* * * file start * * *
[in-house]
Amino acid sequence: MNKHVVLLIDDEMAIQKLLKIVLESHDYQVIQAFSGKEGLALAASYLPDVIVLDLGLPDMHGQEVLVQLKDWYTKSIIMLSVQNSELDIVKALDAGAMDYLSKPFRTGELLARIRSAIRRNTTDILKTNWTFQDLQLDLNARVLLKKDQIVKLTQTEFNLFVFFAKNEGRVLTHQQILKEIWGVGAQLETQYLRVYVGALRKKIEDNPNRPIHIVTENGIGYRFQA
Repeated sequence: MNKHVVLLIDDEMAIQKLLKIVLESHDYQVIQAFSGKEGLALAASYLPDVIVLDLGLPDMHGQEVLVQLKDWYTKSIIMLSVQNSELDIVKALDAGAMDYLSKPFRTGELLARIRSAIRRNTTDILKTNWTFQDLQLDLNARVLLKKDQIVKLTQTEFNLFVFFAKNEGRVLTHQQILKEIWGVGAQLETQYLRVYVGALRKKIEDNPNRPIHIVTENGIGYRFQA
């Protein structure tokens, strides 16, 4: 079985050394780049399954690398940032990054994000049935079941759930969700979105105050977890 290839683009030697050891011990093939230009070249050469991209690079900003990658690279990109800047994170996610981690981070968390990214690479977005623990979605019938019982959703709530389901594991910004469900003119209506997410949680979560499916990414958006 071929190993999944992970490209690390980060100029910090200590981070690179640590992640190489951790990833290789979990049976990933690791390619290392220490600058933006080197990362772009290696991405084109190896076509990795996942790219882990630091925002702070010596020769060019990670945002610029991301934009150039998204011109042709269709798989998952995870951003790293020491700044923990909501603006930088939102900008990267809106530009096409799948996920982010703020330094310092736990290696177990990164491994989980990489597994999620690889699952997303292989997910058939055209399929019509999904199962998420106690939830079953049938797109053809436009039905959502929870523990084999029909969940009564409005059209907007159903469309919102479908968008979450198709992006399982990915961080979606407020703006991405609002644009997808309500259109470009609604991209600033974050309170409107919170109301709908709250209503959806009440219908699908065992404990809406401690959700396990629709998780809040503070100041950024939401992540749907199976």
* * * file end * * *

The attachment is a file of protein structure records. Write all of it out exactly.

[in-house]
Amino acid sequence: MNKHVVLLIDDEMAIQKLLKIVLESHDYQVIQAFSGKEGLALAASYLPDVIVLDLGLPDMHGQEVLVQLKDWYTKSIIMLSVQNSELDIVKALDAGAMDYLSKPFRTGELLARIRSAIRRNTTDILKTNWTFQDLQLDLNARVLLKKDQIVKLTQTEFNLFVFFAKNEGRVLTHQQILKEIWGVGAQLETQYLRVYVGALRKKIEDNPNRPIHIVTENGIGYRFQA
Repeated sequence: MNKHVVLLIDDEMAIQKLLKIVLESHDYQVIQAFSGKEGLALAASYLPDVIVLDLGLPDMHGQEVLVQLKDWYTKSIIMLSVQNSELDIVKALDAGAMDYLSKPFRTGELLARIRSAIRRNTTDILKTNWTFQDLQLDLNARVLLKKDQIVKLTQTEFNLFVFFAKNEGRVLTHQQILKEIWGVGAQLETQYLRVYVGALRKKIEDNPNRPIHIVTENGIGYRFQA
């Protein structure tokens, strides 16, 4: 079985050394780049399954690398940032990054994000049935079941759930969700979105105050977890 290839683009030697050891011990093939230009070249050469991209690079900003990658690279990109800047994170996610981690981070968390990214690479977005623990979605019938019982959703709530389901594991910004469900003119209506997410949680979560499916990414958006 071929190993999944992970490209690390980060100029910090200590981070690179640590992640190489951790990833290789979990049976990933690791390619290392220490600058933006080197990362772009290696991405084109190896076509990795996942790219882990630091925002702070010596020769060019990670945002610029991301934009150039998204011109042709269709798989998952995870951003790293020491700044923990909501603006930088939102900008990267809106530009096409799948996920982010703020330094310092736990290696177990990164491994989980990489597994999620690889699952997303292989997910058939055209399929019509999904199962998420106690939830079953049938797109053809436009039905959502929870523990084999029909969940009564409005059209907007159903469309919102479908968008979450198709992006399982990915961080979606407020703006991405609002644009997808309500259109470009609604991209600033974050309170409107919170109301709908709250209503959806009440219908699908065992404990809406401690959700396990629709998780809040503070100041950024939401992540749907199976």